Manitoba RCMP say a group of protestors halting traffic at the Emerson port of entry should be off the road by Wednesday.
Chief Superintendent Rob Hill says officers have worked peacefully to resolve the situation on Highway 75, which sprung up on February 10 in opposition to COVID-19 mandates.
Since that time, only emergency vehicles and some livestock trailers have been allowed to pass through into North Dakota and northbound into Manitoba.
RCMP estimated upwards of 75 vehicles, including semi-trailers, farm implements, and passenger vehicles, were involved in the blockade at the Canada/U.S. border at one point.
“We are now confident that a resolution has been reached and that demonstrators will soon be leaving the area and that full access to the Emerson Port of Entry will be restored,” Hill said. “The Manitoba RCMP is coordinating the departure of the remaining demonstrators and expects that this will be completed by Wednesday, February 16, 2022.”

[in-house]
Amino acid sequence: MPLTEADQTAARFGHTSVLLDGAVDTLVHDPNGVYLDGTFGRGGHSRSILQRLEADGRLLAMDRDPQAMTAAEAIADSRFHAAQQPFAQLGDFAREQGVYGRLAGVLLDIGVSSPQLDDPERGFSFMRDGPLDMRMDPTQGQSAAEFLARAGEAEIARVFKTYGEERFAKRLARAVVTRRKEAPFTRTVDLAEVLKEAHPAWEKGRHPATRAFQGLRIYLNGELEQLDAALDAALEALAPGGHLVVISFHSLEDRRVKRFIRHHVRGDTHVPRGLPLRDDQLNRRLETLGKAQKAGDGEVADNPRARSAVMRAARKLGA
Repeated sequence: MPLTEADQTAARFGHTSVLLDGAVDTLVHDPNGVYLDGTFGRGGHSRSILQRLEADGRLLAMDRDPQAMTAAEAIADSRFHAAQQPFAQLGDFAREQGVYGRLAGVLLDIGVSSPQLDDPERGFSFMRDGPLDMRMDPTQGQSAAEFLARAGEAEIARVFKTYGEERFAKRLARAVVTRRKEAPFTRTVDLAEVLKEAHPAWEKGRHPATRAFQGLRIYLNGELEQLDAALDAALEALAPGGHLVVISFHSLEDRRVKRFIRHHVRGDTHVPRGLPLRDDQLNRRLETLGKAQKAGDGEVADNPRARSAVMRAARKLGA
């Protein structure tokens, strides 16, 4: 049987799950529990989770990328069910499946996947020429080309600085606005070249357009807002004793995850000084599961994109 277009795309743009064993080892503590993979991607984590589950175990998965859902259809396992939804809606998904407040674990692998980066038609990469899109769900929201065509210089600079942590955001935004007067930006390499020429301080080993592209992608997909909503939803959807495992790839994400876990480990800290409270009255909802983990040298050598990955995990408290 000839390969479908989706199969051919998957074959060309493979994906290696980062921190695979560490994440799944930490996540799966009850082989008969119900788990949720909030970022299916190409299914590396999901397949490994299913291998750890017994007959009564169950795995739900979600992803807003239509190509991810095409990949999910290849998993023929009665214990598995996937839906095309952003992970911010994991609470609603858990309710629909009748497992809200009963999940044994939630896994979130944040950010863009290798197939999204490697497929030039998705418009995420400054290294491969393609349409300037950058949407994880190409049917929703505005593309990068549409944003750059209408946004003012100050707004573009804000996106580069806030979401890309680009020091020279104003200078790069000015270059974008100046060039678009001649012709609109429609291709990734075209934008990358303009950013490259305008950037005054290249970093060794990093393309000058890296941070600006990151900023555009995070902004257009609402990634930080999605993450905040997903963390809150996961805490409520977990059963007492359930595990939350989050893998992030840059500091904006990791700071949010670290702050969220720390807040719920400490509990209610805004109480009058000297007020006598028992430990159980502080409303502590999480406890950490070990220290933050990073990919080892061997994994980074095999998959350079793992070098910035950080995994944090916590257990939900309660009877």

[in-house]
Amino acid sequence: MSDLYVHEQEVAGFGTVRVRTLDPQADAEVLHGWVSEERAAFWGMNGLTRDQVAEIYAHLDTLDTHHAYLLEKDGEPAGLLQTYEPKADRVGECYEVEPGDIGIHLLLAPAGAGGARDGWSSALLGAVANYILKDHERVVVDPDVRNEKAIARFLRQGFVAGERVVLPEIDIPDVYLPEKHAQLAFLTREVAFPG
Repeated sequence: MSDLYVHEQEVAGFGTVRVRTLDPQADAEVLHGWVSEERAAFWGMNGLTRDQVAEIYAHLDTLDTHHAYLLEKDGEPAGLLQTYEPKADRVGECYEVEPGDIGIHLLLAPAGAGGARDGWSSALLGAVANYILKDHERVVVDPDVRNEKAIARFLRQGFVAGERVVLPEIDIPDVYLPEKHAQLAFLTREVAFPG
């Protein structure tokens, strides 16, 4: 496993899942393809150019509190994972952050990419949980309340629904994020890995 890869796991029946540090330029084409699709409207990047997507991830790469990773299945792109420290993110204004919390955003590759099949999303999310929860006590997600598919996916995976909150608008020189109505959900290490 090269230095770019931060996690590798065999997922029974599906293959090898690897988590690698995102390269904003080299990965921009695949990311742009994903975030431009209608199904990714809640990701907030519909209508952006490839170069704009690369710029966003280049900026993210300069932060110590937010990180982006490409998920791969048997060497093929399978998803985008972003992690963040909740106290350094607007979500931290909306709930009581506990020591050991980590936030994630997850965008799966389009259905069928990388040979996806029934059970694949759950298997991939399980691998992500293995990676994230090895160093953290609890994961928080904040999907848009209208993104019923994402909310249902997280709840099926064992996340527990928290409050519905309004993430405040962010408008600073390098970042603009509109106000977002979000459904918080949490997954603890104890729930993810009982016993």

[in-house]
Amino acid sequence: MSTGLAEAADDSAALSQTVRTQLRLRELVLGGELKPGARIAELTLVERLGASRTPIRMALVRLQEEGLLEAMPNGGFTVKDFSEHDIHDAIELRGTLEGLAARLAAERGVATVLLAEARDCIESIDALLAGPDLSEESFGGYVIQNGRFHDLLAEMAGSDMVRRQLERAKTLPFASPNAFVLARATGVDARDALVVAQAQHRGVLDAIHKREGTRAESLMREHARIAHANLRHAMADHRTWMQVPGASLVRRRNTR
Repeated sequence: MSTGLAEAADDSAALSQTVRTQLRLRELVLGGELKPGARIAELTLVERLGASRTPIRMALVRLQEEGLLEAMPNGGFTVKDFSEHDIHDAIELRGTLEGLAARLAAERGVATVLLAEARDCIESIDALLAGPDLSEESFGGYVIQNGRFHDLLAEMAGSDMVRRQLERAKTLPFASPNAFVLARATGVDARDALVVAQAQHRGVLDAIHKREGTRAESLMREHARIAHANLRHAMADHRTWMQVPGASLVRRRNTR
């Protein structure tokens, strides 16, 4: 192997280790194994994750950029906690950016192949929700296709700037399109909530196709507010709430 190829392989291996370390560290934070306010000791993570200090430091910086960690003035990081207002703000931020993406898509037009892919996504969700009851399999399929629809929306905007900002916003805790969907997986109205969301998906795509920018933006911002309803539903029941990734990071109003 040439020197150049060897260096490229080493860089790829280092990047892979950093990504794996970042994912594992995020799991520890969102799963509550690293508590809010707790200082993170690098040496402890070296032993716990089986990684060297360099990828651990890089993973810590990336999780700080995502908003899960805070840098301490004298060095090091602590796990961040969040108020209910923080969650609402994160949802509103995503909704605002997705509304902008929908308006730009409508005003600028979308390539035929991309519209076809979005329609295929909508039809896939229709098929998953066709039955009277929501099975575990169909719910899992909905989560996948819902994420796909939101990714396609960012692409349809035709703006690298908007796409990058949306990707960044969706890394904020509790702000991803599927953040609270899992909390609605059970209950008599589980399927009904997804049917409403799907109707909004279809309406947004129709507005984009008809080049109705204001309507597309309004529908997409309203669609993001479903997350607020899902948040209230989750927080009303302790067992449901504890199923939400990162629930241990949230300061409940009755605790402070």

Protestors remain at the Broadway entrance of the Manitoba legislature and on Memorial Boulevard but are also expected to thin out in the coming days.
Prime Minister Justin Trudeau invoked the Emergencies Act on Monday to bring an end to anti-government blockades he says are illegal and not about peaceful protest. Manitoba Premier Heather Stefanson rejected using the federal legislation, saying it doesn’t apply to the situation on the ground in this province.
Manitoba further began loosening public health restrictions on Tuesday, including eliminating capacity limits in restaurants, licensed premises, entertainment venues, gyms, indoor and outdoor sporting events and casinos, as well as gatherings at private residences.
On March 1, the proof of vaccine card will be eliminated in the province, while the indoor mask requirement will be lifted on March 15.